SAGE estimates predict that double-shot Britons are up to 91 percent less likely to be hospitalized with the virus and 96 percent less likely to die from Covid.
And separate researchers from the University of Cambridge say the overall death rate for the virus has fallen to one in 1,000 compared to one in 100 during the darkest days of the first wave.
But the death rate among the elderly is still high: 2.2 percent of infected people over 75 are expected to die.
The success of the vaccine rollout is reflected in ONS figures of the number of people who have died from the virus.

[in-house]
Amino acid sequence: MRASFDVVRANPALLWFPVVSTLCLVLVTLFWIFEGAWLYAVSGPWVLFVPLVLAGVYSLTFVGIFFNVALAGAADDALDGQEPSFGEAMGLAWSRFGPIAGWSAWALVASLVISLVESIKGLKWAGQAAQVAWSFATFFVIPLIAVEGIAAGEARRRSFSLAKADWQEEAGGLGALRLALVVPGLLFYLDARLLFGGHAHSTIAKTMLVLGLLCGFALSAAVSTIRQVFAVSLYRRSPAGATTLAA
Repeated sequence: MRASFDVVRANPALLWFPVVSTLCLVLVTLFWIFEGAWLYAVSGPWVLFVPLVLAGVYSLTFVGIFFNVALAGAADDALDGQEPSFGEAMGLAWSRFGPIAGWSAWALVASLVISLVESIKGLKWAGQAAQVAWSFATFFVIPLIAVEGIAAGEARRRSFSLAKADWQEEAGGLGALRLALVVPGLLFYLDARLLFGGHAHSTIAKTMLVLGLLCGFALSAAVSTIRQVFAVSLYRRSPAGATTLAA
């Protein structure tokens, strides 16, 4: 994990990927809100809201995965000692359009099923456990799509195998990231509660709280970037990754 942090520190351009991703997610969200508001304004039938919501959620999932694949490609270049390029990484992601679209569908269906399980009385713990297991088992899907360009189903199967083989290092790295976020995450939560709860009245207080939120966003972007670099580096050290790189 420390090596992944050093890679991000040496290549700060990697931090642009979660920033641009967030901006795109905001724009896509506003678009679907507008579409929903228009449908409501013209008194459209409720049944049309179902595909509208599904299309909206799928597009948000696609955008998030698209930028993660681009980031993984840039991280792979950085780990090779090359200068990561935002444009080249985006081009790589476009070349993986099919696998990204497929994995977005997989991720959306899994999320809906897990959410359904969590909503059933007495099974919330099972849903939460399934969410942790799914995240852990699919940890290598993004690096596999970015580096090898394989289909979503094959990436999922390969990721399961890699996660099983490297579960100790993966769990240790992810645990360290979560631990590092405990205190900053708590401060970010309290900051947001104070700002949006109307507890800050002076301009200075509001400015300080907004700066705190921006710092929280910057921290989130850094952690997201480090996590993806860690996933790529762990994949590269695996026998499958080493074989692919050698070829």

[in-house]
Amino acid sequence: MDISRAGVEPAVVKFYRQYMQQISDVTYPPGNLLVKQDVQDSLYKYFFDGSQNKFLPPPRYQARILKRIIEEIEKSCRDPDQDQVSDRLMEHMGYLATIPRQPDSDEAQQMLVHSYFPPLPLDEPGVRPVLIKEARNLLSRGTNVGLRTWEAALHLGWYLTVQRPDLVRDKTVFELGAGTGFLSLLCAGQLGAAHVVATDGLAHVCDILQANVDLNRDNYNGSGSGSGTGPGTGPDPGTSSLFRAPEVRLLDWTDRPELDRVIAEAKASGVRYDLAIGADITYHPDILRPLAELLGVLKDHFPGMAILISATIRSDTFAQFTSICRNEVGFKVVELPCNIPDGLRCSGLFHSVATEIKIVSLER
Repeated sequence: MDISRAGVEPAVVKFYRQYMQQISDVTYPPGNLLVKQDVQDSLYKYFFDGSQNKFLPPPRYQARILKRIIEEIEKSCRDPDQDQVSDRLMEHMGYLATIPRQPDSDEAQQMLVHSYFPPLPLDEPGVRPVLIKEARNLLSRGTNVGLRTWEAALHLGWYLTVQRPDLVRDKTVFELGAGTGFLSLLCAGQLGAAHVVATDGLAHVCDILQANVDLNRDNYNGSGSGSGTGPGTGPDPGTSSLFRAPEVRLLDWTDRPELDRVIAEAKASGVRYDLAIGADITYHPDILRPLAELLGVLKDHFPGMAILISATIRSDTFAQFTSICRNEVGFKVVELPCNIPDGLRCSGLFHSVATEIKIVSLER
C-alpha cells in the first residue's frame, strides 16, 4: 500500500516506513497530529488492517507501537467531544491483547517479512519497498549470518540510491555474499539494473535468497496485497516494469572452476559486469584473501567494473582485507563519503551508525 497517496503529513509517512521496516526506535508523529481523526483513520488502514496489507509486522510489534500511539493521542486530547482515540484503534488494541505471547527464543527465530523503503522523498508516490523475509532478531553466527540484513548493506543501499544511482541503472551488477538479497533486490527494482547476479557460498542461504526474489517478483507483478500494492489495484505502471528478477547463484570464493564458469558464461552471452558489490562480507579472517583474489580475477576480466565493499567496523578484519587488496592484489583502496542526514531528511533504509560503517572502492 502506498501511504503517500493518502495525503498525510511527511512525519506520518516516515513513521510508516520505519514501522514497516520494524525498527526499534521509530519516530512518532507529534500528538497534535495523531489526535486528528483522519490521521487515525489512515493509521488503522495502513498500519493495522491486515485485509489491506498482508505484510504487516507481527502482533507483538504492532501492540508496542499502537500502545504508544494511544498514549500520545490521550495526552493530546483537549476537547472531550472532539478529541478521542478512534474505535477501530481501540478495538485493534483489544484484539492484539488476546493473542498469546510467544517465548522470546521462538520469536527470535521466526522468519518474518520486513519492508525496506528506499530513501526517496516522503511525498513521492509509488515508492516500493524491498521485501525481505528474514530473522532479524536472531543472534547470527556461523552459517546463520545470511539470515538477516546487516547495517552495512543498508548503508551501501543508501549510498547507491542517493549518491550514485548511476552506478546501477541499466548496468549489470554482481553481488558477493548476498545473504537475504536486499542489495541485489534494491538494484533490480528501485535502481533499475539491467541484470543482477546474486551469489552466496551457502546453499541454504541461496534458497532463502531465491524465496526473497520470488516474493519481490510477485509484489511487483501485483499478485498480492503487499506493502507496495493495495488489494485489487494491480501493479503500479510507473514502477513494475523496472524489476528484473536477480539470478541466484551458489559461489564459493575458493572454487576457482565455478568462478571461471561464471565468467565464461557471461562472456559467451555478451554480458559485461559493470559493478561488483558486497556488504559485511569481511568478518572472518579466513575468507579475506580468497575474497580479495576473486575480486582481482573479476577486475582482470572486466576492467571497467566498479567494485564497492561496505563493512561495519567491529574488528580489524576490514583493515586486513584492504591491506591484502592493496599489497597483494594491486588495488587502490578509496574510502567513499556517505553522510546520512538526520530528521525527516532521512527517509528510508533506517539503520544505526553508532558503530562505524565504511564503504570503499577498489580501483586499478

At the start of the pandemic last March, about half of all Covid deaths were recorded in the over-80s and four in 10 occurred among people in their 70s.
Meanwhile, only one percent of deaths were among people under the age of 40.
But this year, the death rate among people over 80 has fallen to about 50 percent, while the death rate in people aged 40 to 60 has risen.
In the six weeks to July 2, the death rate fell even lower, with people in that age group accounting for just four in 10 Covid deaths.
dr. Jamie Hartmann-Boyce, a senior researcher in evidence-based medicine at the University of Oxford, told MailOnline: ‘The vaccines have been a huge success in preventing Covid deaths.
And one of the many ways this is evident is that the proportion of people dying from Covid is less in older age groups than in previous waves.
‘Currently, older age groups are more likely to have had both doses of vaccination.